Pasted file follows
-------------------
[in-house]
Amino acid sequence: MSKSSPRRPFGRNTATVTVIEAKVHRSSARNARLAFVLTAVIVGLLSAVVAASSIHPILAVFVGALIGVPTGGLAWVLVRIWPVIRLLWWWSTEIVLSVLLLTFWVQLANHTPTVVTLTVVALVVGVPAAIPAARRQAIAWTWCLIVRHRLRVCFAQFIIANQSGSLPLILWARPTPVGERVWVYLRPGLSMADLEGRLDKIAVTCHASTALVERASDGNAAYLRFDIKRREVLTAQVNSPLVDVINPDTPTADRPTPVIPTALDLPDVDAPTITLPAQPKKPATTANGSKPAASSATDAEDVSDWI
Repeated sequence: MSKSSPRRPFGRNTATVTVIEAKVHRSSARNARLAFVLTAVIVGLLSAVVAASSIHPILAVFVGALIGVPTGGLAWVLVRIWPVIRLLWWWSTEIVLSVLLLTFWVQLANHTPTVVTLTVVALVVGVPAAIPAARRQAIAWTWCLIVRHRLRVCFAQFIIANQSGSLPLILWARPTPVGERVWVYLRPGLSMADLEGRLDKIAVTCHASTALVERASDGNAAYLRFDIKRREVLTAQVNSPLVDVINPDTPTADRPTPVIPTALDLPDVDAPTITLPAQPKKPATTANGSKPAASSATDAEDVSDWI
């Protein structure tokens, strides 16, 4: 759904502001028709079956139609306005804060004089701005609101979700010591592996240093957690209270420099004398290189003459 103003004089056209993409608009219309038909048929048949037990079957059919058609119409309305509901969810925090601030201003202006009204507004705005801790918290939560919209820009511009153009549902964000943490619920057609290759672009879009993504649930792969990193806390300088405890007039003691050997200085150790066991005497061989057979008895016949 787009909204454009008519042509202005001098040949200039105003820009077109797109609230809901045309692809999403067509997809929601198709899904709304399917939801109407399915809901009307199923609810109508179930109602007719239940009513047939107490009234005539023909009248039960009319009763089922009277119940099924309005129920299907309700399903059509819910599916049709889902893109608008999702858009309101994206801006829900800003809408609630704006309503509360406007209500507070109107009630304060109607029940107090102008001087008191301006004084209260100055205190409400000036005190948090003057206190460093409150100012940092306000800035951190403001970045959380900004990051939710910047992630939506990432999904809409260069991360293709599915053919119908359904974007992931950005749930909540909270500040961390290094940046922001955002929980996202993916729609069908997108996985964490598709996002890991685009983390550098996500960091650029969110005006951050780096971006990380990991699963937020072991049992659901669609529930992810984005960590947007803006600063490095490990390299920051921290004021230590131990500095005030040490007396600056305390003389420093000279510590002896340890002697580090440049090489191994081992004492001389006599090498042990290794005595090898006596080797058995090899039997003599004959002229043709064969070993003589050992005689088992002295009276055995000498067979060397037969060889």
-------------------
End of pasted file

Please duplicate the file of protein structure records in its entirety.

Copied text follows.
[in-house]
Amino acid sequence: MSKSSPRRPFGRNTATVTVIEAKVHRSSARNARLAFVLTAVIVGLLSAVVAASSIHPILAVFVGALIGVPTGGLAWVLVRIWPVIRLLWWWSTEIVLSVLLLTFWVQLANHTPTVVTLTVVALVVGVPAAIPAARRQAIAWTWCLIVRHRLRVCFAQFIIANQSGSLPLILWARPTPVGERVWVYLRPGLSMADLEGRLDKIAVTCHASTALVERASDGNAAYLRFDIKRREVLTAQVNSPLVDVINPDTPTADRPTPVIPTALDLPDVDAPTITLPAQPKKPATTANGSKPAASSATDAEDVSDWI
Repeated sequence: MSKSSPRRPFGRNTATVTVIEAKVHRSSARNARLAFVLTAVIVGLLSAVVAASSIHPILAVFVGALIGVPTGGLAWVLVRIWPVIRLLWWWSTEIVLSVLLLTFWVQLANHTPTVVTLTVVALVVGVPAAIPAARRQAIAWTWCLIVRHRLRVCFAQFIIANQSGSLPLILWARPTPVGERVWVYLRPGLSMADLEGRLDKIAVTCHASTALVERASDGNAAYLRFDIKRREVLTAQVNSPLVDVINPDTPTADRPTPVIPTALDLPDVDAPTITLPAQPKKPATTANGSKPAASSATDAEDVSDWI
């Protein structure tokens, strides 16, 4: 759904502001028709079956139609306005804060004089701005609101979700010591592996240093957690209270420099004398290189003459 103003004089056209993409608009219309038909048929048949037990079957059919058609119409309305509901969810925090601030201003202006009204507004705005801790918290939560919209820009511009153009549902964000943490619920057609290759672009879009993504649930792969990193806390300088405890007039003691050997200085150790066991005497061989057979008895016949 787009909204454009008519042509202005001098040949200039105003820009077109797109609230809901045309692809999403067509997809929601198709899904709304399917939801109407399915809901009307199923609810109508179930109602007719239940009513047939107490009234005539023909009248039960009319009763089922009277119940099924309005129920299907309700399903059509819910599916049709889902893109608008999702858009309101994206801006829900800003809408609630704006309503509360406007209500507070109107009630304060109607029940107090102008001087008191301006004084209260100055205190409400000036005190948090003057206190460093409150100012940092306000800035951190403001970045959380900004990051939710910047992630939506990432999904809409260069991360293709599915053919119908359904974007992931950005749930909540909270500040961390290094940046922001955002929980996202993916729609069908997108996985964490598709996002890991685009983390550098996500960091650029969110005006951050780096971006990380990991699963937020072991049992659901669609529930992810984005960590947007803006600063490095490990390299920051921290004021230590131990500095005030040490007396600056305390003389420093000279510590002896340890002697580090440049090489191994081992004492001389006599090498042990290794005595090898006596080797058995090899039997003599004959002229043709064969070993003589050992005689088992002295009276055995000498067979060397037969060889």